The income gap in the United States has been widening steadily over the past 35 years. A new play at Pillsbury House and Theatre examines how such increasing economic inequality is wreaking havoc on the lives of everyday people.
It's called "≈[almost equal to]" and it's a fast-paced production that follows several different characters who are struggling to get by. There's a homeless man who begs for handouts, supposedly so he can visit his sister. There's Andrej, on his quest for his first real job. And then there's Mani, an adjunct economics professor, played by Randy Reyes. Mani wants to destroy capitalism, but he also wants a full-time position at the university.
Reyes said the show highlights the absurdity of current economic conditions. He pointed to the trillions of dollars hidden away in tax havens.
"And that's people who have money, who are hiding it," he said. "And then they're taxing us people who are doing it right, who are playing by the rules — getting taxed and putting in so much more money than those people who have money and don't give back into the economy."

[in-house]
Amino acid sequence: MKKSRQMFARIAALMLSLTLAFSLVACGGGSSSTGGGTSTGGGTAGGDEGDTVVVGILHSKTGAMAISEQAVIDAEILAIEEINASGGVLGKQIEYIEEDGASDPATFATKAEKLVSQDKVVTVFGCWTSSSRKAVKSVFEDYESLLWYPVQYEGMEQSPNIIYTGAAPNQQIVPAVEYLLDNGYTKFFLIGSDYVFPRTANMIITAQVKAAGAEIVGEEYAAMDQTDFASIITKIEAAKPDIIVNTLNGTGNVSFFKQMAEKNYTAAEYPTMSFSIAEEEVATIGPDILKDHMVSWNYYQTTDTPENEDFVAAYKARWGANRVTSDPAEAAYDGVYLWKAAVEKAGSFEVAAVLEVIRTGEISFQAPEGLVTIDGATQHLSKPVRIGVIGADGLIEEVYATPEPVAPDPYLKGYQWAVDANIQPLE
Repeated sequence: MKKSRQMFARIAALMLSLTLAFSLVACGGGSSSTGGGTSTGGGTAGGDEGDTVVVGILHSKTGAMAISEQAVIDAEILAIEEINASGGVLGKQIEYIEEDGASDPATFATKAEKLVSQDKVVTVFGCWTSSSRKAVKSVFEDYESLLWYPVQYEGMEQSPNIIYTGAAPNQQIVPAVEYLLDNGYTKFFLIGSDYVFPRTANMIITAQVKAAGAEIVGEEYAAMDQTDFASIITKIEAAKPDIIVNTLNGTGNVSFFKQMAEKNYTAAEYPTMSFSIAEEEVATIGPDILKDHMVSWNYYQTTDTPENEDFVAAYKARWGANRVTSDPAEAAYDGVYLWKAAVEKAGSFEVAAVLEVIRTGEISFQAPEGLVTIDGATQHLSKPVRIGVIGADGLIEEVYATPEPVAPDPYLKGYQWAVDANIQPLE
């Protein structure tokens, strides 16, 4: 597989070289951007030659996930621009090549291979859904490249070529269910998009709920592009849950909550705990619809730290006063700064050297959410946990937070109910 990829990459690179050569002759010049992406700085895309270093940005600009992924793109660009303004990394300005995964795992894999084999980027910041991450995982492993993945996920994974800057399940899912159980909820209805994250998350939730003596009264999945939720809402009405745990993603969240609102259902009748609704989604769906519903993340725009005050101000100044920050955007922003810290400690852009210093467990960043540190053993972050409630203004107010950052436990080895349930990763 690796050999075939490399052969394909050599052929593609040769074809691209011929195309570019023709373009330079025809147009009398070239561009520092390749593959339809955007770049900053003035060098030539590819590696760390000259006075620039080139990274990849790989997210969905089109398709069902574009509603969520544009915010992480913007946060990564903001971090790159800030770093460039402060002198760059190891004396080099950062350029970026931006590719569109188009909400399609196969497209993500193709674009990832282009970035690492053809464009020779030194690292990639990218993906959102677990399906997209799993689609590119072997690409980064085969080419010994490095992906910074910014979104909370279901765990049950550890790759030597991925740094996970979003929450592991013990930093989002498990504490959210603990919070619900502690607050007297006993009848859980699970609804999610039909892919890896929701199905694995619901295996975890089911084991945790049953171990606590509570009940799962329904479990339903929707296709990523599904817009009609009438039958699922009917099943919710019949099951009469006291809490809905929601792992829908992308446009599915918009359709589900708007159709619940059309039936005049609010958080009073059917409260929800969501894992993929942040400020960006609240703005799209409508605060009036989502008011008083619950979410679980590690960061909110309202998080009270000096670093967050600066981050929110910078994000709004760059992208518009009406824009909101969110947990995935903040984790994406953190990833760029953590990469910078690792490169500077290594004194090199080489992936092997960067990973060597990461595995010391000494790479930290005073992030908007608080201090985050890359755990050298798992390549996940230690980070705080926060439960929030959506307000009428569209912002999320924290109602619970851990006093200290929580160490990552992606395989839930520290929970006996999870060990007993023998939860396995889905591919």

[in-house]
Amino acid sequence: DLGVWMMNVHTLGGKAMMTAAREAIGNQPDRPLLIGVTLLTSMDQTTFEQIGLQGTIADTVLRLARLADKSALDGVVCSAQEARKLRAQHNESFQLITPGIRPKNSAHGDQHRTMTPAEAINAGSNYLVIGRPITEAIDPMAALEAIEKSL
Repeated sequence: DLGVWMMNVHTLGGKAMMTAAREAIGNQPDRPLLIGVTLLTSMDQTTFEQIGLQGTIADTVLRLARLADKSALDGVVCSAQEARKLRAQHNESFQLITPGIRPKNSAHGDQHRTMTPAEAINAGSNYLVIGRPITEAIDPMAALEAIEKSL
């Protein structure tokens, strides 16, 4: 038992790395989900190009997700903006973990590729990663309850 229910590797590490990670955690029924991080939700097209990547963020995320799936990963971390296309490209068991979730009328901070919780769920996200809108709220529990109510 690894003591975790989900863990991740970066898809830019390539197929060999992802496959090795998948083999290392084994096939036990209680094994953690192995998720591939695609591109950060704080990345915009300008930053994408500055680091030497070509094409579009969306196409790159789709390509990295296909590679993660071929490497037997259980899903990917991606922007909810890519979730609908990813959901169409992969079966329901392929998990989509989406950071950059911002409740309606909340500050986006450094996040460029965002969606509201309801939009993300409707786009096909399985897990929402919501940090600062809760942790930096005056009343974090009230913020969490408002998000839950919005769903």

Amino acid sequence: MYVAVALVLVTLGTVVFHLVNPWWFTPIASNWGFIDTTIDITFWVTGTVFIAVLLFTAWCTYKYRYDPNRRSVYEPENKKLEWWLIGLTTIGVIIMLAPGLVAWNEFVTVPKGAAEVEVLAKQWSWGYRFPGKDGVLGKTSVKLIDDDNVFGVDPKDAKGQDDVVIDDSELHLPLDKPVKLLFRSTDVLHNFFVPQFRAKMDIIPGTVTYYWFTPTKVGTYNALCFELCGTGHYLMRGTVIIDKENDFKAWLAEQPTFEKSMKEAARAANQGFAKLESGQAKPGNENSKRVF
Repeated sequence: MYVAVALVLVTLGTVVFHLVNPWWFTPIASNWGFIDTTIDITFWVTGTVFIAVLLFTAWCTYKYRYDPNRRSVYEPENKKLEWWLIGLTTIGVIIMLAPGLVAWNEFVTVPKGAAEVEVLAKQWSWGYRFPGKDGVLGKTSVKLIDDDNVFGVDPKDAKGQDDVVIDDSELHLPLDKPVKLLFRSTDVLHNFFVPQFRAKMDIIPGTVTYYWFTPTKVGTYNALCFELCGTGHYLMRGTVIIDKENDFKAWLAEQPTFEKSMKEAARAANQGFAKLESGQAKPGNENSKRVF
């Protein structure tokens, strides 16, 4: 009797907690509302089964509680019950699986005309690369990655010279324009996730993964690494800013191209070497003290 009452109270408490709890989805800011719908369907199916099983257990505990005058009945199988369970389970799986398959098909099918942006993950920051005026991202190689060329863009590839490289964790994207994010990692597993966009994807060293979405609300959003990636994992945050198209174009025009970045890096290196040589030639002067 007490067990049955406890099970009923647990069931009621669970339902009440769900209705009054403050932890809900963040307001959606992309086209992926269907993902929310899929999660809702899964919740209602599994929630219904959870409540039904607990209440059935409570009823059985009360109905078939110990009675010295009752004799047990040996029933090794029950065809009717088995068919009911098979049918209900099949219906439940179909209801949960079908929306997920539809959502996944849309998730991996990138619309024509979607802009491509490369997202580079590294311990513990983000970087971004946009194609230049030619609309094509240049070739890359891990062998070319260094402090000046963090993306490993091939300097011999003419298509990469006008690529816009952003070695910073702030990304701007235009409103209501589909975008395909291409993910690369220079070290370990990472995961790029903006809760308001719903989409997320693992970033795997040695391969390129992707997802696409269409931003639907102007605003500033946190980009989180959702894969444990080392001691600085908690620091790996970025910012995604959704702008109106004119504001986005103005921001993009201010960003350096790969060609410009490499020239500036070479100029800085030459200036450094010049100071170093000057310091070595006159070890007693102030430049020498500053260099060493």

The show starts relatively light, and grows increasingly dark as people start making decisions out of greed, fear and jealousy. It shows how money, an abstract concept, has a real impact on our lives. Reyes said it's something he thinks about a lot.
"We grew up poor, single mom, three kids — and now my relationship to money, I'm so nervous about it," he said. Being in the show has made him recognize that he's made some major life decisions based on financial anxiety.
Director Noel Raymond said she hopes the show will get audiences thinking about their own relationship to money. "≈[almost equal to]" runs through Oct. 22 at Pillsbury House and Theatre in Minneapolis. As always, tickets at Pillsbury are "Pick what you pay," in order to be accessible to people of any financial ability.
Correction: An earlier version of this story incorrectly reported the show's closing date. The current version is correct.